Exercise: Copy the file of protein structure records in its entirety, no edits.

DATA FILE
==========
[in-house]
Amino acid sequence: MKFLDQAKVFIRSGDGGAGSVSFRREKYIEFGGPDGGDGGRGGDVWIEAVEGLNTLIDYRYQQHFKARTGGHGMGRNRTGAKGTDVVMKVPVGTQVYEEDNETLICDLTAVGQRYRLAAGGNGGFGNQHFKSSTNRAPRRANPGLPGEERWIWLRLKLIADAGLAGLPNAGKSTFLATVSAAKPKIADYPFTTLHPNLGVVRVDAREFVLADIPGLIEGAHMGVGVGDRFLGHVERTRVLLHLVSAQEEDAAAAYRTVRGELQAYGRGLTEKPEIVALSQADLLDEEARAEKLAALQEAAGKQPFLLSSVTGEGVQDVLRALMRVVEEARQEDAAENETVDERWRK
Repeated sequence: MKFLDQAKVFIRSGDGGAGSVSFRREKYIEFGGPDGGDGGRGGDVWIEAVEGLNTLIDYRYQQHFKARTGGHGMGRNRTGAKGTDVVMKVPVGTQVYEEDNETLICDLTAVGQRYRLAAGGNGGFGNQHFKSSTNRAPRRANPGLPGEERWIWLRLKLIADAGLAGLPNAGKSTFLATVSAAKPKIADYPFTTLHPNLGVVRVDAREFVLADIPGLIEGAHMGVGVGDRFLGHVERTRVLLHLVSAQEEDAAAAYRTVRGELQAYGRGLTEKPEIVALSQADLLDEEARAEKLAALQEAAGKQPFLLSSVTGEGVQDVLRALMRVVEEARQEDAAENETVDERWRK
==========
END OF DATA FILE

[in-house]
Amino acid sequence: MKFLDQAKVFIRSGDGGAGSVSFRREKYIEFGGPDGGDGGRGGDVWIEAVEGLNTLIDYRYQQHFKARTGGHGMGRNRTGAKGTDVVMKVPVGTQVYEEDNETLICDLTAVGQRYRLAAGGNGGFGNQHFKSSTNRAPRRANPGLPGEERWIWLRLKLIADAGLAGLPNAGKSTFLATVSAAKPKIADYPFTTLHPNLGVVRVDAREFVLADIPGLIEGAHMGVGVGDRFLGHVERTRVLLHLVSAQEEDAAAAYRTVRGELQAYGRGLTEKPEIVALSQADLLDEEARAEKLAALQEAAGKQPFLLSSVTGEGVQDVLRALMRVVEEARQEDAAENETVDERWRK
Repeated sequence: MKFLDQAKVFIRSGDGGAGSVSFRREKYIEFGGPDGGDGGRGGDVWIEAVEGLNTLIDYRYQQHFKARTGGHGMGRNRTGAKGTDVVMKVPVGTQVYEEDNETLICDLTAVGQRYRLAAGGNGGFGNQHFKSSTNRAPRRANPGLPGEERWIWLRLKLIADAGLAGLPNAGKSTFLATVSAAKPKIADYPFTTLHPNLGVVRVDAREFVLADIPGLIEGAHMGVGVGDRFLGHVERTRVLLHLVSAQEEDAAAAYRTVRGELQAYGRGLTEKPEIVALSQADLLDEEARAEKLAALQEAAGKQPFLLSSVTGEGVQDVLRALMRVVEEARQEDAAENETVDERWRK